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Cockatoo tricks for trash

Scientists study the spread of learned behavior in birds


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Cockatoo tricks for trash

Cockatoos may have bird brains, but at least some of them are learning to dumpster dive. A group of researchers on July 23 published a study in the journal Science presenting evidence that some of the parrots had learned foraging techniques from watching other birds, and argued it demonstrated a rudimentary bird culture.

Australian ornithologist Richard Major noticed sulphur-crested cockatoos pillaging his garbage bins a few years back. He said the cockatoos in the Sydney, Australia, suburbs use their beaks to lift the lid, and then walk back toward the hinge to open it, allowing them to feast on trash.

By 2018, Major teamed with a group of other scientists to study how many other birds knew the trick. They created a survey to ask residents in the Sydney area if they had seen the parrots do something similar. Initially, the team of researchers uncovered reports of cockatoos dumpster diving in just three suburbs. But by the end of 2019, the team had fielded reports of cockatoos prying open garbage lids in 44 suburbs in the Sydney area.

“From three suburbs to 44 in two years is a pretty rapid spread,” Major said. “That spread wasn’t just popping up randomly. It started in southern suburbs and radiated outwards.”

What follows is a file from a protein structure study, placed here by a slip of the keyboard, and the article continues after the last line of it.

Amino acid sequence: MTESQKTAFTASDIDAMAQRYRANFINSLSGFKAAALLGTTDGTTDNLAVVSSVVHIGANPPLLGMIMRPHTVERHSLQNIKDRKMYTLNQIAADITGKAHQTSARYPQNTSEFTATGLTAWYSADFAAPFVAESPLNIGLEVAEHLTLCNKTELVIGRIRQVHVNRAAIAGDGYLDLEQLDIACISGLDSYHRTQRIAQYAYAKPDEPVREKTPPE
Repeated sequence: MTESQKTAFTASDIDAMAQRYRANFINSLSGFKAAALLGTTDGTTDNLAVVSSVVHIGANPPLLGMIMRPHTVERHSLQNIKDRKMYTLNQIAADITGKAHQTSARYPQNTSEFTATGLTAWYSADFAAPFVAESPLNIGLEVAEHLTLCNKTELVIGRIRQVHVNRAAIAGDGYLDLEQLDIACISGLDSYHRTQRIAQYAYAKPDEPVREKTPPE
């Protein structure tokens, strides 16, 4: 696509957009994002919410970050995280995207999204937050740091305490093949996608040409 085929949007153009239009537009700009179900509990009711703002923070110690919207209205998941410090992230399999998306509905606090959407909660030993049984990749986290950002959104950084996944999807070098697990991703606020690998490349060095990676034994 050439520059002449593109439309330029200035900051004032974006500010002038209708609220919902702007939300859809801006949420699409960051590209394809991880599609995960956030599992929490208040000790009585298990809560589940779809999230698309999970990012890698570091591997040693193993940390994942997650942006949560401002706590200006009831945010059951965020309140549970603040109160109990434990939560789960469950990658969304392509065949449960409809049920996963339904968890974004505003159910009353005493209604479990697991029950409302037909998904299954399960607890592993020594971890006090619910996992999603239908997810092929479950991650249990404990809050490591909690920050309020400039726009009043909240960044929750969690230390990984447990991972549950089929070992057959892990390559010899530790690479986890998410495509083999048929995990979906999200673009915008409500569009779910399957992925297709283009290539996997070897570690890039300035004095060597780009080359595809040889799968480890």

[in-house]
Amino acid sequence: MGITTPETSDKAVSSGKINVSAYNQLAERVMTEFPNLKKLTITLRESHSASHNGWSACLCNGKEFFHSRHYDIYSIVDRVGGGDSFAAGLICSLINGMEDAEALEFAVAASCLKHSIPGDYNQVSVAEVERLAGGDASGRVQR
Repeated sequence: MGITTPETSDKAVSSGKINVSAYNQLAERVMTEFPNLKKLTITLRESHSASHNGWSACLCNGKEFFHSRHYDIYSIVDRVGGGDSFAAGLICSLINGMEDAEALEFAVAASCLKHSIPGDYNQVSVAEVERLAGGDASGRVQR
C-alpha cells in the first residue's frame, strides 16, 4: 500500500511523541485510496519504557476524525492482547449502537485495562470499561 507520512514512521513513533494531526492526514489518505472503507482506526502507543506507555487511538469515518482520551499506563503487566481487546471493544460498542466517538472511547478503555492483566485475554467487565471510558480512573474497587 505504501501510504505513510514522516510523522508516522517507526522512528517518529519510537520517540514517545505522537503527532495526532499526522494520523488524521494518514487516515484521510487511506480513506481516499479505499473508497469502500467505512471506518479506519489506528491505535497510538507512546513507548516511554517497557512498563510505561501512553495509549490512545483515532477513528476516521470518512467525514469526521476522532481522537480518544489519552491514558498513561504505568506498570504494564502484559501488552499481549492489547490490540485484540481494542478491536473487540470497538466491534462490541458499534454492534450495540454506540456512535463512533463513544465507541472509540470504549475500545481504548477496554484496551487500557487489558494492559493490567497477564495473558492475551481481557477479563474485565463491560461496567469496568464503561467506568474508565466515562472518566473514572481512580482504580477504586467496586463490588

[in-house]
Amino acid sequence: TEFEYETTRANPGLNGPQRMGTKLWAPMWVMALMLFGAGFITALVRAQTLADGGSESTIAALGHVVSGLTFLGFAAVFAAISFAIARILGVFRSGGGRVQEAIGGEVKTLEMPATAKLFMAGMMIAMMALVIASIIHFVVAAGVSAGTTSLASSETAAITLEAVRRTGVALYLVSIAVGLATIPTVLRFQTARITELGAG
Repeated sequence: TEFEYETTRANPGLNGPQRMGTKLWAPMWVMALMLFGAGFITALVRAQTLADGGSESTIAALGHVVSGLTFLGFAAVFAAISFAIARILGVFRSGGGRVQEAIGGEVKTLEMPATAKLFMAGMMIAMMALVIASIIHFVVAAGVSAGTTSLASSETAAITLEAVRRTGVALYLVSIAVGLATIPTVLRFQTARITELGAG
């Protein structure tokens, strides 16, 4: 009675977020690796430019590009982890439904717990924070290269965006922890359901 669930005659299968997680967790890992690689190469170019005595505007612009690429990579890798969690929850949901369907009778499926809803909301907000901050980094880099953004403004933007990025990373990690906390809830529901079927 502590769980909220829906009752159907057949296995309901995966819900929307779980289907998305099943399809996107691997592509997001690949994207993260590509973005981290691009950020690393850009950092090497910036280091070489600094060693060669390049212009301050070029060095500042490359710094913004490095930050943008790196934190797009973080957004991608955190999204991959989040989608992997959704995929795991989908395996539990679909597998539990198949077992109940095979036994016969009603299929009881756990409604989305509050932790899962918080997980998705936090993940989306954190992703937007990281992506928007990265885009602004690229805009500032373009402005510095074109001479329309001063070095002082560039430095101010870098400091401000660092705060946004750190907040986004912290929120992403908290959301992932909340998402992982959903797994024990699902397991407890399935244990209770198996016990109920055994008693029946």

To Max Planck Institute behavioral ecologist and study co-author Barbara Klump, that meant the cockatoos were likely learning from watching one another. She set up video cameras near garbage bins and recorded 160 instances of the birds getting into the trash. Most of the dumpster-diving cockatoos were males, which are larger and more powerful than the females. But Klump said the males getting into the trash also tended to be at the top of the birds’ social hierarchy.

“This suggests that if you’re more socially connected, you have more opportunities to observe and acquire new behavior—and also to spread it,” she said.

Klump and her colleagues noticed something else. As the behavior spread through Sydney’s population of cockatoos, techniques for accomplishing the task diverged into regional patterns. One group might lift the lid with just their bill while others used both their bills and a foot. The researchers compared the subculture to a regional dialect.


John Dawson

John is a correspondent for WORLD. He is a graduate of the World Journalism Institute, the University of Texas at Austin, and previously wrote for The Birmingham News. John resides in Dallas, Texas.

@talkdawson

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